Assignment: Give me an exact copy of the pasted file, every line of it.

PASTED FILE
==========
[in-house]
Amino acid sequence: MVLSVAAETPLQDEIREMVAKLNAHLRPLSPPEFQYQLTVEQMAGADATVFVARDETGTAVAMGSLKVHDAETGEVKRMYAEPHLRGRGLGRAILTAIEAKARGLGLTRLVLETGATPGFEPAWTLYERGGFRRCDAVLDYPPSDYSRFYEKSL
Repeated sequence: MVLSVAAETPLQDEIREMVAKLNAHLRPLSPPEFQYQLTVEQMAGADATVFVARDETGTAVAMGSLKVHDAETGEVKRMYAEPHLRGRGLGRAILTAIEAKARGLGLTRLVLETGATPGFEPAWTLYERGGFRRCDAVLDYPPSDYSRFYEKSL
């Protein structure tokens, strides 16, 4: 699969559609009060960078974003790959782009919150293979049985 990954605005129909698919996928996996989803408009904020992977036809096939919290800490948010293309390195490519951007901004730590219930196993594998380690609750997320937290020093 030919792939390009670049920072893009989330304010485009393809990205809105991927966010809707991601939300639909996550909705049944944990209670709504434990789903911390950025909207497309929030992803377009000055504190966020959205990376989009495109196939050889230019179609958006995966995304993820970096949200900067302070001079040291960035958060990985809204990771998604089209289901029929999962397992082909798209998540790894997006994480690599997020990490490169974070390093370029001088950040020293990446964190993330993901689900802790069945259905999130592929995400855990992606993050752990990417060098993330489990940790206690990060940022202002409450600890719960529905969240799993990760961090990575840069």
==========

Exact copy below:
[in-house]
Amino acid sequence: MVLSVAAETPLQDEIREMVAKLNAHLRPLSPPEFQYQLTVEQMAGADATVFVARDETGTAVAMGSLKVHDAETGEVKRMYAEPHLRGRGLGRAILTAIEAKARGLGLTRLVLETGATPGFEPAWTLYERGGFRRCDAVLDYPPSDYSRFYEKSL
Repeated sequence: MVLSVAAETPLQDEIREMVAKLNAHLRPLSPPEFQYQLTVEQMAGADATVFVARDETGTAVAMGSLKVHDAETGEVKRMYAEPHLRGRGLGRAILTAIEAKARGLGLTRLVLETGATPGFEPAWTLYERGGFRRCDAVLDYPPSDYSRFYEKSL
């Protein structure tokens, strides 16, 4: 699969559609009060960078974003790959782009919150293979049985 990954605005129909698919996928996996989803408009904020992977036809096939919290800490948010293309390195490519951007901004730590219930196993594998380690609750997320937290020093 030919792939390009670049920072893009989330304010485009393809990205809105991927966010809707991601939300639909996550909705049944944990209670709504434990789903911390950025909207497309929030992803377009000055504190966020959205990376989009495109196939050889230019179609958006995966995304993820970096949200900067302070001079040291960035958060990985809204990771998604089209289901029929999962397992082909798209998540790894997006994480690599997020990490490169974070390093370029001088950040020293990446964190993330993901689900802790069945259905999130592929995400855990992606993050752990990417060098993330489990940790206690990060940022202002409450600890719960529905969240799993990760961090990575840069």